Q&A With Dr. Obari Adeye Cartman: Healing, Youth Work, and Masculinity
Dr. Obari Adeye Cartman is the author of Lady’s Man: Conversations for Young Black Men about Manhood and Relationships and numerous other essays. He serves as the program director for Real Men Charities, Inc, a Chicago-based organization that works with men, youth, and families to promote wellness through cultural programming (including drumming circles). Dr. Cartman is also the President of the Chicago Association of Black Psychologists, associate editor of the South Side Drive Magazine, and maintains a directory of Black mental health providers. Dr. Cartman attended Hampton University as an undergraduate and then completed a PhD in clinical-community psychology. Having been raised in a family that honored African traditions, his work marries theory and Dr. Obari Adeye Cartman. practice in very intentional and critical ways. I interviewed Dr. Cartman because he is the embodiment of putting theory into practice (word to Fred Hampton) through his writing and community advocacy, as well as his deep love and commitment to healing Black people and youth during these difficult times.
How do you approach this idea of mental wellness and self-care?
It’s really hard. I don’t even like the psychology word. I don’t call myself a psychologist if I can avoid it. For example, a lot of the things that I do, I consider to be intentionally creating space for activities or conversations that I would deem therapeutic; I don’t often call therapy. When I think about the thing that encapsulates the through-line of all my work, it’s much more about my obligation as a human being to leave the planet better than I found it. And as a descendant of African people in this country, a more targeted obligation to redeem the sacrifices of the ancestors that paved the way.
I like the attention being called to therapy in the mental health space. However, I have a different view on conversations about stigma, I think that there are lots of ways in which the resistance to going to the doctor for therapy is justified in Black and Brown communities. The stigma comes from the historical memory of being harmed by these institutions. I don’t think it’s that we don’t believe in wellness. I think that we just have a distrust of the systems, and therapists are representative of those systems. Also, if we’re just fixing individual trauma, without addressing systemic and inter-generational trauma, we are just a part of a system, just like any other corporation. I also don’t think that we as a field have the capacity to meet the demand and needs. Every therapist I know right now has a waiting list. I think we’re being dishonest in some ways to encourage people to go to therapy, I think that the more appropriate, a more useful healing conversation is, how do we give this information back to the people? We can equip communities with the power to use communal spaces for healing, and there may or may not be a licensed therapist in the room.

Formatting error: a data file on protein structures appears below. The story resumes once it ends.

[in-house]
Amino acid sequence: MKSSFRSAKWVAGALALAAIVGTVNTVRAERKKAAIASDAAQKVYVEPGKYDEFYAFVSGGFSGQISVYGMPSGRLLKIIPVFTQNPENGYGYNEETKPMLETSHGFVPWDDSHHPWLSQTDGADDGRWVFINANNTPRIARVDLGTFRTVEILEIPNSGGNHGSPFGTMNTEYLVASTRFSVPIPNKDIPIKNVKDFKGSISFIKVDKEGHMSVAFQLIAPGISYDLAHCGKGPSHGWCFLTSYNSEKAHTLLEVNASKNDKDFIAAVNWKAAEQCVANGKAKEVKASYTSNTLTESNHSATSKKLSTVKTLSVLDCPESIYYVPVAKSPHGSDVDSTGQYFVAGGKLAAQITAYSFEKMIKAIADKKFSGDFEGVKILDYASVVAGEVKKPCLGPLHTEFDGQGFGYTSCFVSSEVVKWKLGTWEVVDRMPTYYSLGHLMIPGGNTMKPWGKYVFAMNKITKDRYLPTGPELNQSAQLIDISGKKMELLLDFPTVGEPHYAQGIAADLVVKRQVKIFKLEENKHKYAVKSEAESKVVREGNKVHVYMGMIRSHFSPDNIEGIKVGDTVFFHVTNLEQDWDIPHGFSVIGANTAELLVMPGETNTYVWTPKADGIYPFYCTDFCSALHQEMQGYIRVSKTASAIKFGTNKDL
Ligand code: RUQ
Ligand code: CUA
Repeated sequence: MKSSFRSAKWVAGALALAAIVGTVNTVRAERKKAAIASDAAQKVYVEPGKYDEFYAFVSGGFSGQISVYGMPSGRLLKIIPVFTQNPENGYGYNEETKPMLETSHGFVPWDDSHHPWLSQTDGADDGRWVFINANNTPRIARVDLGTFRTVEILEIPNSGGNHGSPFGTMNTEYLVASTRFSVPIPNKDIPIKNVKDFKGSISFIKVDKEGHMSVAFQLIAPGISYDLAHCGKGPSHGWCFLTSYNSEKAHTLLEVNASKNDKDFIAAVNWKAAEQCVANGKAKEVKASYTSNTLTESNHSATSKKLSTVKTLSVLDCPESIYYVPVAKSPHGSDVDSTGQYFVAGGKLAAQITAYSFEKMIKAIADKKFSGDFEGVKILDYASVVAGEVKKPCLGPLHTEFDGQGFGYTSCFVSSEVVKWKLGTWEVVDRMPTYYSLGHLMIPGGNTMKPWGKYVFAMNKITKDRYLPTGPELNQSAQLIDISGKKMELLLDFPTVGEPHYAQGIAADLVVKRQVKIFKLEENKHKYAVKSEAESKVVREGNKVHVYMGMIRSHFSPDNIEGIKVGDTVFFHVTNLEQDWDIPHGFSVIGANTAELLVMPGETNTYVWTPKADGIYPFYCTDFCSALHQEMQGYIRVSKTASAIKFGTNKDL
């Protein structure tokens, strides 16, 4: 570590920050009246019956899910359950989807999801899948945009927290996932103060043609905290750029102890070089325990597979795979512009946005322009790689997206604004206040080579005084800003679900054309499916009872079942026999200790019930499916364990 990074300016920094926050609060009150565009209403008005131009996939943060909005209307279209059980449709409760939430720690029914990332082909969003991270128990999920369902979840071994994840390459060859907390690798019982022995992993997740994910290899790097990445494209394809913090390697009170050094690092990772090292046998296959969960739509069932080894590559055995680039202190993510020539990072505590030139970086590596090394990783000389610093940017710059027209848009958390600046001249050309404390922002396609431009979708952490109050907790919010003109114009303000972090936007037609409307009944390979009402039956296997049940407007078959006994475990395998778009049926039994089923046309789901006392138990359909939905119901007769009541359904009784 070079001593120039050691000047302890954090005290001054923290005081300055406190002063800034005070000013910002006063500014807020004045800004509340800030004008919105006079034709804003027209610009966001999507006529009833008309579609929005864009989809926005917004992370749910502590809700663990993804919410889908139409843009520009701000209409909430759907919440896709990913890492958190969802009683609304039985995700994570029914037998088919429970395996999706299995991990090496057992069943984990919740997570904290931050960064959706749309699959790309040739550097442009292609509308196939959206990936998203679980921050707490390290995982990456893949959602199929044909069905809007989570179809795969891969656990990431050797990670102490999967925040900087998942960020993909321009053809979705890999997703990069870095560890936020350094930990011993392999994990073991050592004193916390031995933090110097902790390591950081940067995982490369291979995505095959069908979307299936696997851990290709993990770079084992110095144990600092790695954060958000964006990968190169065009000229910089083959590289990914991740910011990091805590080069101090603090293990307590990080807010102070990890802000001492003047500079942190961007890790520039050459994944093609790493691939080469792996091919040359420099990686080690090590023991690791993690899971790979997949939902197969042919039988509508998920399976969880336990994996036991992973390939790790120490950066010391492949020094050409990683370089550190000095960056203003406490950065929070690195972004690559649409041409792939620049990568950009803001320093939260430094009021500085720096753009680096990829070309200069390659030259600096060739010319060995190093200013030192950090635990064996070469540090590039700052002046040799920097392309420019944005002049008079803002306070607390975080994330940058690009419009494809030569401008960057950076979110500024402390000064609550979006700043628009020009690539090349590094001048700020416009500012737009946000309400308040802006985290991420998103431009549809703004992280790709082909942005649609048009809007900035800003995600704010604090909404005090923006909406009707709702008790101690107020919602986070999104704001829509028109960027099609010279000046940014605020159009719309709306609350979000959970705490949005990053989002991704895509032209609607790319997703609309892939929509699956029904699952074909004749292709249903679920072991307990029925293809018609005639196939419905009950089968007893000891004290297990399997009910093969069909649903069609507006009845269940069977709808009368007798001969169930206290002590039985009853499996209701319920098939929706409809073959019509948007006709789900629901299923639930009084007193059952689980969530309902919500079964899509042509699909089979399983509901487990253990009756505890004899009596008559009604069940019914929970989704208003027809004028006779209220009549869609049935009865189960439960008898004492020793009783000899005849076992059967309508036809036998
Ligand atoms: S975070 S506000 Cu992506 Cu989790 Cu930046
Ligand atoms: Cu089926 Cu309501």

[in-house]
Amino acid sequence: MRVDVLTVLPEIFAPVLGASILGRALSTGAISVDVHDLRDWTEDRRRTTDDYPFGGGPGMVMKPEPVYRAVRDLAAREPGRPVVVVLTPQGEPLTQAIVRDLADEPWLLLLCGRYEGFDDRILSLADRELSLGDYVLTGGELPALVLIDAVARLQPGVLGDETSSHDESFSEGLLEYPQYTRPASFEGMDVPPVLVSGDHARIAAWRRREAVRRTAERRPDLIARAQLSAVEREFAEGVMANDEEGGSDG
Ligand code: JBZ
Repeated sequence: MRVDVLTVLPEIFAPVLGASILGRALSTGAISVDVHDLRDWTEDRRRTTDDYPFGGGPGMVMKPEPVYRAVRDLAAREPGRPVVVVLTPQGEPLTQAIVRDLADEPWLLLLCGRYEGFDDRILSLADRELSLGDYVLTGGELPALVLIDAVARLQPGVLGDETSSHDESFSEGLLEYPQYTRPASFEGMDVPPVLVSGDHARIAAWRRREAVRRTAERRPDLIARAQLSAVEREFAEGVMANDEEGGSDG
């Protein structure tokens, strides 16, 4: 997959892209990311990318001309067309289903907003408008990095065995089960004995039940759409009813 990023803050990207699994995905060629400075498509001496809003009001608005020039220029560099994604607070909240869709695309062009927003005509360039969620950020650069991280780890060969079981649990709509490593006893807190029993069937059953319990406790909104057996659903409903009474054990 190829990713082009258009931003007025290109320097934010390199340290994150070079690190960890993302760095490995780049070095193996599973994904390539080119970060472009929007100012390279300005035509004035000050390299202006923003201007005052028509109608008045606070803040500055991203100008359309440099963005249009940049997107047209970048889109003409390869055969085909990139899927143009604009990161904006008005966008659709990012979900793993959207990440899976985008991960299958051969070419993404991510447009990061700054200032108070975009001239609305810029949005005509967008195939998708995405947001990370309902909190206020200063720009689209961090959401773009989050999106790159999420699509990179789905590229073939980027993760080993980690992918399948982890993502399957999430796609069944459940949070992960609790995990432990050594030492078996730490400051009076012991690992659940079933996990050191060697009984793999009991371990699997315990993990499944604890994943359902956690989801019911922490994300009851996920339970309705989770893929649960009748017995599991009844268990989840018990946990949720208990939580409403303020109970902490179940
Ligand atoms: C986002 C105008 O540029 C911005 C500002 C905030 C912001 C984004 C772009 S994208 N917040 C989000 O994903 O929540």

How has your scholarship and the work that you do with young men been influenced by Black Feminisms and Black Feminist Thought?
I will say my first official foray into feminism, as I understand that now was through bell hooks. She shifted the direction of my work, particularly thinking about manhood. I would also say that from a young age, I was learning from my mother and other women in my life. Growing up, I was frustrated with the level of superficial talk that men were having. I always prefer to learn and be around women and I’ve learned a lot from them. The high school boys I’m talking to often have no idea there’s a transformation in masculinity happening. They’re not even connected to this conversation. We have to use their music and culture to have honest conversations about the work we all need to do. I’m very transparent in my work, I bring a lot of myself, my personal successes, and mistakes. It’s not always pretty, but it needs to happen. If you call yourself a feminist [as a man], and you’re not engaging with men on a repeated basis, then it’s fluff to me.
Amid global uprisings against anti-Black state violence and a pandemic, what’s the role of experts or researchers or PhDs and researchers in this movement?
A lot of the work that I was doing pre-pandemic translated pretty well to the virtual platform. I have a rite of passage curriculum that I do, and I was doing it in juvenile detention centers in high schools, but it’s very multimedia. I also wrote a book a couple of years ago for Black boys. And I think it’s a good book, but it didn’t matter because they weren’t reading it. I had to learn how to adapt and translate it and to make the reading palatable. To me, I think it’s our job to make work accessible and appealing. In doing that, I use a lot of hip hop, I use a lot of videos, a lot of multimedia clips, a lot of pop references. I think we also need to listen more. I think we need to get out of this ivory tower and go to people and engage. It means not being as comfortable. I think that’s true for all the professionals, whatever office you’ve been sitting in, that has not solved the problems. It might not be in rooms with air conditioning. And it might not be through voices that have suits and ties, it might look different than what you were accustomed to.
We have an election around the corner, how do you talk to young people about U.S. politics?
I don’t get too much into U.S. politics. Instead, I speak to the tools of emotional intelligence and critical thinking. I hope they apply these to everything that they do. I also try to encourage active conscious participation in all the ways that can be possible.